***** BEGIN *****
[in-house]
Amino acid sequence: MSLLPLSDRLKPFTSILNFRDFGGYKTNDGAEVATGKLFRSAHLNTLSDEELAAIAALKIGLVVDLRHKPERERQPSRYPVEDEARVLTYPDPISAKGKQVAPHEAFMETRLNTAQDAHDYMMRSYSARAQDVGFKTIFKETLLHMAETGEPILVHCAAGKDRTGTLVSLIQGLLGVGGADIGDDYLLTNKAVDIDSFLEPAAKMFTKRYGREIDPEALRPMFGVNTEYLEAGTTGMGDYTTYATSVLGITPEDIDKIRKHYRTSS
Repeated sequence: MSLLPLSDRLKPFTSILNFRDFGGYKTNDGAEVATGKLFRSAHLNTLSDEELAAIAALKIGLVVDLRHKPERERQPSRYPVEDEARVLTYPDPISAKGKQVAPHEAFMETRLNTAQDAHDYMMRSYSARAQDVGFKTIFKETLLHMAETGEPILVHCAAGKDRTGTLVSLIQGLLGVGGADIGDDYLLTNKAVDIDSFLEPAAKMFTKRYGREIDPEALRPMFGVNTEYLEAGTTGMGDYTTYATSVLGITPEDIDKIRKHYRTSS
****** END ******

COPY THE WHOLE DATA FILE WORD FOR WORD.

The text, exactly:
[in-house]
Amino acid sequence: MSLLPLSDRLKPFTSILNFRDFGGYKTNDGAEVATGKLFRSAHLNTLSDEELAAIAALKIGLVVDLRHKPERERQPSRYPVEDEARVLTYPDPISAKGKQVAPHEAFMETRLNTAQDAHDYMMRSYSARAQDVGFKTIFKETLLHMAETGEPILVHCAAGKDRTGTLVSLIQGLLGVGGADIGDDYLLTNKAVDIDSFLEPAAKMFTKRYGREIDPEALRPMFGVNTEYLEAGTTGMGDYTTYATSVLGITPEDIDKIRKHYRTSS
Repeated sequence: MSLLPLSDRLKPFTSILNFRDFGGYKTNDGAEVATGKLFRSAHLNTLSDEELAAIAALKIGLVVDLRHKPERERQPSRYPVEDEARVLTYPDPISAKGKQVAPHEAFMETRLNTAQDAHDYMMRSYSARAQDVGFKTIFKETLLHMAETGEPILVHCAAGKDRTGTLVSLIQGLLGVGGADIGDDYLLTNKAVDIDSFLEPAAKMFTKRYGREIDPEALRPMFGVNTEYLEAGTTGMGDYTTYATSVLGITPEDIDKIRKHYRTSS